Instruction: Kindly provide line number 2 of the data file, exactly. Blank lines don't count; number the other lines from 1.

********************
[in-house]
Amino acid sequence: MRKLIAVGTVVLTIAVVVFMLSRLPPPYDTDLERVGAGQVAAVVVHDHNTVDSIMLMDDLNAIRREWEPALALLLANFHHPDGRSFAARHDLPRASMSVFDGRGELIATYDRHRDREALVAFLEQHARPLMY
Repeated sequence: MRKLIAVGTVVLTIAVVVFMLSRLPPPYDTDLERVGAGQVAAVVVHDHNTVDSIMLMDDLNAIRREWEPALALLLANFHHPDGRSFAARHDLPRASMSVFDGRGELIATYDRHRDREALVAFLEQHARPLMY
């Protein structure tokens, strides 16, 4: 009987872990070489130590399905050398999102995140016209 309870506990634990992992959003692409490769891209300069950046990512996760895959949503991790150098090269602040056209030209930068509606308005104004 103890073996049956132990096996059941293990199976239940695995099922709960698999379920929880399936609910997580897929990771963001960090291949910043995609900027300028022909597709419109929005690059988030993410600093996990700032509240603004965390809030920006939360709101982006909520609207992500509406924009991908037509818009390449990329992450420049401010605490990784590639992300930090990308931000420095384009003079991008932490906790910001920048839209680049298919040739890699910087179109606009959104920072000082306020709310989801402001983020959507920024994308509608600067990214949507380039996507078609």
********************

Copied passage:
Amino acid sequence: MRKLIAVGTVVLTIAVVVFMLSRLPPPYDTDLERVGAGQVAAVVVHDHNTVDSIMLMDDLNAIRREWEPALALLLANFHHPDGRSFAARHDLPRASMSVFDGRGELIATYDRHRDREALVAFLEQHARPLMY